top of page
  • Roxie Daggett

Tangerine Ginger Cranberry Sauce

Updated: Nov 21, 2023

This tangy, naturally sweet cranberry sauce has a touch of spice and only takes minutes to make. It goes great on everything from holiday dinners to curries to hearty winter meals to sandwiches. It's loaded with immune boosting vitamins, minerals and antioxidants to boot.

This post contains affiliate links, meaning I get a commission if you decide to make a purchase through any of these links, at no extra cost to you. CLICK HERE to learn more.

Calling All Cranberry Sauce Lovers!

It's cranberry season and you want a tangy, chunky sauce you can put on everything. Turkey dinner, sandwiches, eggs, curries, toast, roasts, yogurt.

I'm with you!

I have been a life-long cranberry lover. I have tried all kinds of cranberry sauces, cranberry chutneys and cranberry relish recipes over the years. I love them all, but find the simplest ones are often the best.

This one is just that: a few ingredients thrown in a saucepan for a few minutes taking on an explosion of flavor.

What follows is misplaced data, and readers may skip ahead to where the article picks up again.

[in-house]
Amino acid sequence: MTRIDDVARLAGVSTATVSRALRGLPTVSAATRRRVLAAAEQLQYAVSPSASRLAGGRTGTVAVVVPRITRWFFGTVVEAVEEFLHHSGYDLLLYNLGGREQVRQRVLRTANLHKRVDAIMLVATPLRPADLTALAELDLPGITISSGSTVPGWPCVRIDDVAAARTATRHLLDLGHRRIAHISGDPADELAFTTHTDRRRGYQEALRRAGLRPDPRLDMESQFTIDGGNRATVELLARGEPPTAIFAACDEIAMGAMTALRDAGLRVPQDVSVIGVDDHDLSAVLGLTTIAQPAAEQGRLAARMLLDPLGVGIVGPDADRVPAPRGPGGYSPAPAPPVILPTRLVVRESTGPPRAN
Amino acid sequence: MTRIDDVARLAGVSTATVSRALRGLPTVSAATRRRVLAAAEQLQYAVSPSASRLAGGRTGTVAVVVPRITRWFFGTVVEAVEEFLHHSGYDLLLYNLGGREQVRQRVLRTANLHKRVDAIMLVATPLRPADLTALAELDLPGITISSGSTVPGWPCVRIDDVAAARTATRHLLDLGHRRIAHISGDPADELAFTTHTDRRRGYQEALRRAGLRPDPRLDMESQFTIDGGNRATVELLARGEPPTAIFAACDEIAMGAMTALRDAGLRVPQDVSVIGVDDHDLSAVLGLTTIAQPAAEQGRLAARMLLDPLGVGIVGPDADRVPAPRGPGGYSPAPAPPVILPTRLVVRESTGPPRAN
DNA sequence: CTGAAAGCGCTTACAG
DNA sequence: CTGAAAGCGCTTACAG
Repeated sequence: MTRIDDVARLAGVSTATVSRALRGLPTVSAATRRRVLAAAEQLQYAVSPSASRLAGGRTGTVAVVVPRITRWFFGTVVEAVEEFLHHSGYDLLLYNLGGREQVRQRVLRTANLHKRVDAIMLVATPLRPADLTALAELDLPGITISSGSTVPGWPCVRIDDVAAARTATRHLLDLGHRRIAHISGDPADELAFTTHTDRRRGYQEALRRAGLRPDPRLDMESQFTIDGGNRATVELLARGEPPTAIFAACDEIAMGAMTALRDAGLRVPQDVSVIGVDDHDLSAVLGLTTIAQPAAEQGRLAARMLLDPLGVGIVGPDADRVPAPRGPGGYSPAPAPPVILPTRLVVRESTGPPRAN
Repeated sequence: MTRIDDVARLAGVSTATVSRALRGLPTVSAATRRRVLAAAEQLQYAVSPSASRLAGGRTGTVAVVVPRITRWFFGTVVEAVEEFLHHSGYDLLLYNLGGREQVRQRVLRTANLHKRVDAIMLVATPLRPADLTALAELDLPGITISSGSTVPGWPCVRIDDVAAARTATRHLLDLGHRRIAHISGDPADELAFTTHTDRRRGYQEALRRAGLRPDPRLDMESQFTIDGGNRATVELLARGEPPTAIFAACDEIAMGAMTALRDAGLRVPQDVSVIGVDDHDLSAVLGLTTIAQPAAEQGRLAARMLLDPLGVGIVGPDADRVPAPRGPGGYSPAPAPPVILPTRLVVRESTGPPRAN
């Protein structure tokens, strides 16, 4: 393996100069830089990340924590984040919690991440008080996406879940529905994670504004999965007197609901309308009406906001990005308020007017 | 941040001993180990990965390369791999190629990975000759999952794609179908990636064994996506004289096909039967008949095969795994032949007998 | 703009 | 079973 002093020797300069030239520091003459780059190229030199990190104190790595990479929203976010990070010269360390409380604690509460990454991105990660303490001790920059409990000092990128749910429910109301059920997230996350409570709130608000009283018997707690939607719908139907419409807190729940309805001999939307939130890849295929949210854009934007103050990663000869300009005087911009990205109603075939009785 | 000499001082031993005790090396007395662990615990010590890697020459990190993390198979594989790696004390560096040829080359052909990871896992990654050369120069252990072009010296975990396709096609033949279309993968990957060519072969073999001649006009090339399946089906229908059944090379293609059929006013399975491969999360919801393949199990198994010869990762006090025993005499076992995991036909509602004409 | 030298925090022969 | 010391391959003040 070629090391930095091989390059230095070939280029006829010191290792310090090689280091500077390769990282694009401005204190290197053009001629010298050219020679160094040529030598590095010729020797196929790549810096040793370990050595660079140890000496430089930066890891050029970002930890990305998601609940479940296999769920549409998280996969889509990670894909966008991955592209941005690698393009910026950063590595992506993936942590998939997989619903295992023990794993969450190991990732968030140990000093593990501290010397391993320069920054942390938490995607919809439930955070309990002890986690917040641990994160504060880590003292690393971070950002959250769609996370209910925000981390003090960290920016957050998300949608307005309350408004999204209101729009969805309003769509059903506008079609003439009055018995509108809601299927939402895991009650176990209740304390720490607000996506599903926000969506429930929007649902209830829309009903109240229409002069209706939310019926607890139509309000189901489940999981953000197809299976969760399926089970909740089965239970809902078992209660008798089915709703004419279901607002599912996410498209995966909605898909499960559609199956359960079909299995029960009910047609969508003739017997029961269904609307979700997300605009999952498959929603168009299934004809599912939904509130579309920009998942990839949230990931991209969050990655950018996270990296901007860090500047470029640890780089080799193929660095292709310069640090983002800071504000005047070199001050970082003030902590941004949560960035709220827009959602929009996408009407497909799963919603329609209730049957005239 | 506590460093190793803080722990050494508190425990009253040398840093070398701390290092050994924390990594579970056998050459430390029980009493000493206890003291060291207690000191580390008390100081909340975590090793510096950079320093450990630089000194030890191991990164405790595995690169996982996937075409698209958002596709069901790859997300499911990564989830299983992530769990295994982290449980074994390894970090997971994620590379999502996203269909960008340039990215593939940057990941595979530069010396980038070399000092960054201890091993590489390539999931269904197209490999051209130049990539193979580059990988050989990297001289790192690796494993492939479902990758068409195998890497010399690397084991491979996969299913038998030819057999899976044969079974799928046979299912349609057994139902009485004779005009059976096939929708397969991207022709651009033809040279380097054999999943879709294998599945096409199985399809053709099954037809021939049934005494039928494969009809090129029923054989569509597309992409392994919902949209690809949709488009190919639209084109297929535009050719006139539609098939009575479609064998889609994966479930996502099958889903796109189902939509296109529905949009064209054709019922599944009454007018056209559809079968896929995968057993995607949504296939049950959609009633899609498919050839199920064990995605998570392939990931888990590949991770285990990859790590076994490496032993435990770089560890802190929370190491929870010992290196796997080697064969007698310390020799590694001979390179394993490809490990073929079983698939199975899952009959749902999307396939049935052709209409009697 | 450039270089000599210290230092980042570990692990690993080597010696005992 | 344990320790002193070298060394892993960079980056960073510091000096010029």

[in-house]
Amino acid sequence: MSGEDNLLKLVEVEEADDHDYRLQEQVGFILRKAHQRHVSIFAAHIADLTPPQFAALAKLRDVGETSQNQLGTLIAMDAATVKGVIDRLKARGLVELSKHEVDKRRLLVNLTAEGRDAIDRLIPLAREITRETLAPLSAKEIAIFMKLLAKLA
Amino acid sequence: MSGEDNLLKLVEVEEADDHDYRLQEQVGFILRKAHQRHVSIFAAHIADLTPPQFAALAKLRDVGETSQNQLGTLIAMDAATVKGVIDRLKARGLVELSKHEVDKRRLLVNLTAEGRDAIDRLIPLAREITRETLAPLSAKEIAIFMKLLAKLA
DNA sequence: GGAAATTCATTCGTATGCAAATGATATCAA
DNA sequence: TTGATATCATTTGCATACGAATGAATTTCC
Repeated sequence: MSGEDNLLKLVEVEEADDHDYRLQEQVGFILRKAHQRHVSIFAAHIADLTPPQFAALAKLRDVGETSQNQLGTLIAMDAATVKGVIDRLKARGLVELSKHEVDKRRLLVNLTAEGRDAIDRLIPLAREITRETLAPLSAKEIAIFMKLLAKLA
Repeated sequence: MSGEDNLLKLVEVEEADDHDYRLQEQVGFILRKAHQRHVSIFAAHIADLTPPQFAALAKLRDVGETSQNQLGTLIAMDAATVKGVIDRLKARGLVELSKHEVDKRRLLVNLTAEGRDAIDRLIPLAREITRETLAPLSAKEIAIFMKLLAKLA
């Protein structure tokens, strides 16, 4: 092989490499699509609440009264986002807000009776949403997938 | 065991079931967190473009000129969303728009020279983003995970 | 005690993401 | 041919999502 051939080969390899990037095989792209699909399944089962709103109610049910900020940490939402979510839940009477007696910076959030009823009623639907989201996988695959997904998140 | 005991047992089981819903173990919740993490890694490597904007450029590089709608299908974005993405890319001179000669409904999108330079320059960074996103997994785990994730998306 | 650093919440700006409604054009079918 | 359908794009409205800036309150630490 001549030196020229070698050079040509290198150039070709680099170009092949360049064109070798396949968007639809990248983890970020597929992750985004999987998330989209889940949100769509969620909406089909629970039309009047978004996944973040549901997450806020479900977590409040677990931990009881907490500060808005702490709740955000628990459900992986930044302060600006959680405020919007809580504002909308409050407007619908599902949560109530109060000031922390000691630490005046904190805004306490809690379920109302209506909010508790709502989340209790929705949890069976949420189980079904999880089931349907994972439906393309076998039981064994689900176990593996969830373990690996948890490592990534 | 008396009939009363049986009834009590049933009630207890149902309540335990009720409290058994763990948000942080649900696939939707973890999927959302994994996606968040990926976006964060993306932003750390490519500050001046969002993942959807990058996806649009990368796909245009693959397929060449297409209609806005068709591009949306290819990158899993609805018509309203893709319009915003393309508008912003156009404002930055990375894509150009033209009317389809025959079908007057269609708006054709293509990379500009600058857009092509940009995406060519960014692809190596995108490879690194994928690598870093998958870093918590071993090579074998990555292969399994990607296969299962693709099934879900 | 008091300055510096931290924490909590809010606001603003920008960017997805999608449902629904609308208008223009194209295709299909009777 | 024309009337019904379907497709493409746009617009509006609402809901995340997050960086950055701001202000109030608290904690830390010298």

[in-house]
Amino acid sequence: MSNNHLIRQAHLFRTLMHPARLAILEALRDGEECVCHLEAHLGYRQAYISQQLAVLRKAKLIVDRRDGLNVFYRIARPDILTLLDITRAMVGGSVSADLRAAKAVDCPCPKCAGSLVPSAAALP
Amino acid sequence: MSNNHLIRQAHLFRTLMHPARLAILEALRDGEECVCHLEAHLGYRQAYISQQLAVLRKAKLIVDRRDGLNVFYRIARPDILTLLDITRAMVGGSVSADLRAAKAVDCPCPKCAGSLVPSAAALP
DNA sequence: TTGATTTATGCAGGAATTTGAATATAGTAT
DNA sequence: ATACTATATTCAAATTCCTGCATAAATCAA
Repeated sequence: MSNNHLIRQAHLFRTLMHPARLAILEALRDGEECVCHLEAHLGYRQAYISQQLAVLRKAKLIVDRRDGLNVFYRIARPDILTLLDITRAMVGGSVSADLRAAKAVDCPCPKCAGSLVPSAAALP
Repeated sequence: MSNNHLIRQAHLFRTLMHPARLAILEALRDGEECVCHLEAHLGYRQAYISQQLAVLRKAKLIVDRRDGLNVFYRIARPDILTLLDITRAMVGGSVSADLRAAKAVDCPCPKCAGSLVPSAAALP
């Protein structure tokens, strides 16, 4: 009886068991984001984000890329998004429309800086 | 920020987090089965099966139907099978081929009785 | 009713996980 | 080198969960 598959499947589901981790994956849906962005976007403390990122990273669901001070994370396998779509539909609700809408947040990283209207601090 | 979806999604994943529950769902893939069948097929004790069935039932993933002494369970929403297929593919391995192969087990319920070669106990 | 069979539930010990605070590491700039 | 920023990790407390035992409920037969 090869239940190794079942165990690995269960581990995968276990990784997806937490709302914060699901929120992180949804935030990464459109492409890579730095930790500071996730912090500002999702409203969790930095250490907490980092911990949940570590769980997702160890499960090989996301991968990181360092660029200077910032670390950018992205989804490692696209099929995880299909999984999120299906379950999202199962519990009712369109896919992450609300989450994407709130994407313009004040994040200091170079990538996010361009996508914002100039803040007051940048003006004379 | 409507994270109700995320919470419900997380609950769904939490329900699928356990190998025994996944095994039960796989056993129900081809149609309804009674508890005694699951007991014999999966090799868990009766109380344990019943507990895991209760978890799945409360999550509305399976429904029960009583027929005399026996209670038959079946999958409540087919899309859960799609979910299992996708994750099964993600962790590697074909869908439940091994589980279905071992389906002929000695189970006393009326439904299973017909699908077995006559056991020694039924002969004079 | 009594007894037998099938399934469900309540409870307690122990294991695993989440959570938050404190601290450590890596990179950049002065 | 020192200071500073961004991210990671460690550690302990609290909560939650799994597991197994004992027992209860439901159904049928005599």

This recipe is a current family favorite of ours because it's a cinch to make, tastes great with so many meals and is naturally sweet with no refined sugar added. Most cranberry sauce recipes use A LOT of white sugar to counterbalance the acidity of the cranberries. I get that.

This recipe, however, is naturally sweetened by fresh squeezed orange juice, whole tangerines and a bit of either maple syrup or honey. It's tastes amazing served warm (not hot; it does need to cool a bit for flavors to come together) or cold with a piping hot winter meal, a spicy curry, Thanksgiving dinner or piled on a turkey or chicken sandwich. I have even enjoyed it with eggs and toast for breakfast!

Try it out and see what you think!

6 Awesome Ingredients

This recipe only has six ingredients, but each one packs a punch:

  1. Cranberries: Cranberries are one of the most powerful superfoods on the planet loaded with numerous antioxidants like quercetin, epicatechins, anthocyanins and others. Each of these phytonutrients wield mighty benefits for heart, brain, gut and immune health. These tart berries are also rich in vitamins and minerals like vitamin C and manganese. Research has shown benefits of cranberries against various diseases such as cancer, heart disease and neurodegenerative disease like Parkinson's and Alzheimer's.